Buried deep inside your health insurance plan in coming years could be a new, $63-per-head fee under Obamacare. The new regulation is apparently designed to cushion the cost of covering people with pre-existing conditions under President Obama's health care overhaul.
The charge works out to tens of millions of dollars for the largest companies, most of which is likely to be passed on to workers.
Based on figures provided in the regulation, employer and individual health plans covering an estimated 190 million Americans could owe the per-person fee.
The Obama administration says it is a temporary assessment levied for three years starting in 2014, designed to raise $25 billion.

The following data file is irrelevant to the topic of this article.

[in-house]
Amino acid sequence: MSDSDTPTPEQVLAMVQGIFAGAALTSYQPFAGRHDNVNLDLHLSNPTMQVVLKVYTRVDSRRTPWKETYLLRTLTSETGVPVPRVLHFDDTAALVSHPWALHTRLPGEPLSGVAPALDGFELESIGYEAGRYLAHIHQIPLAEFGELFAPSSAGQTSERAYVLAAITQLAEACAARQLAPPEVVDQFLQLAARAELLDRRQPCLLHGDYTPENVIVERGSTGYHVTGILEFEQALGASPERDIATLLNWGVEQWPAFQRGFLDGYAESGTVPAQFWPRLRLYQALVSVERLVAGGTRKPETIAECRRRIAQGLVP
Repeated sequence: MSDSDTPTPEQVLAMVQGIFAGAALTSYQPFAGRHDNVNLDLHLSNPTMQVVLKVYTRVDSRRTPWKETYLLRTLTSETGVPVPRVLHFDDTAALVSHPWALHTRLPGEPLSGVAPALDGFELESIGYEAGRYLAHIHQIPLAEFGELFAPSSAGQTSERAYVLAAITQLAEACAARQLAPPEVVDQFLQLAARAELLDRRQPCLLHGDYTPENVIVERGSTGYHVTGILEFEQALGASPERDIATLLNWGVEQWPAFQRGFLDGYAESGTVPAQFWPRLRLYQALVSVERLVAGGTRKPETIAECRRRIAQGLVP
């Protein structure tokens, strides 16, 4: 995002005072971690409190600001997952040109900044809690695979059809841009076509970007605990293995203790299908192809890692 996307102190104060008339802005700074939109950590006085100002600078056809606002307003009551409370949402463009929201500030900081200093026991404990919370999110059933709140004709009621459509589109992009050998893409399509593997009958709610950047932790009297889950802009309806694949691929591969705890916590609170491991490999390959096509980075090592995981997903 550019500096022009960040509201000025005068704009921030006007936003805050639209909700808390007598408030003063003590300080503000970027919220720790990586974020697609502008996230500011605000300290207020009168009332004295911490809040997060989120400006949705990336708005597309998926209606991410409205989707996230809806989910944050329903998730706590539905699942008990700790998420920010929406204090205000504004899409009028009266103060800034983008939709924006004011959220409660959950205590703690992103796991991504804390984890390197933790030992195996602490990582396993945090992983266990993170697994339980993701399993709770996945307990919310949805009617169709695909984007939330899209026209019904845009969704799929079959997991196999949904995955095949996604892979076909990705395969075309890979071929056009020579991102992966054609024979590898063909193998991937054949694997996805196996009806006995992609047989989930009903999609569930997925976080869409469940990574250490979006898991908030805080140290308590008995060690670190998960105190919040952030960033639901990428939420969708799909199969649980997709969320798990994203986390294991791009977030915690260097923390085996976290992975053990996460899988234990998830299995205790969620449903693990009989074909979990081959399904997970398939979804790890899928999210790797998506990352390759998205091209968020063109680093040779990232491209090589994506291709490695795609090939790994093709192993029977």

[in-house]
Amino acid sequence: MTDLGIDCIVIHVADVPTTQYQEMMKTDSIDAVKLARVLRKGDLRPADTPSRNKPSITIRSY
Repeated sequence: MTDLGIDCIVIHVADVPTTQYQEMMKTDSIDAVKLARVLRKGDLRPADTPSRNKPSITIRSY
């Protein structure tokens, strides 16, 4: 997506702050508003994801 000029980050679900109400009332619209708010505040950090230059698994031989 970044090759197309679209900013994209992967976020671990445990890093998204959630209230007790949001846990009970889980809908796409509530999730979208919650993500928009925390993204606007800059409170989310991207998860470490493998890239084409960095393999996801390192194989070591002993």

The fee will be assessed on all "major medical" insurance plans, including those provided by employers and those purchased individually by consumers. Large employers will owe the fee directly. That's because major companies usually pay upfront for most of the health care costs of their employees. It may not be apparent to workers, but the insurance company they deal with is basically an agent administering the plan for their employer.
The fee will total $12 billion in 2014, $8 billion in 2015 and $5 billion in 2016. That means the per-head assessment would be smaller each year, around $40 in 2015 instead of $63.
It will phase out completely in 2017 -- unless Congress, with lawmakers searching everywhere for revenue to reduce federal deficits -- decides to extend the fees.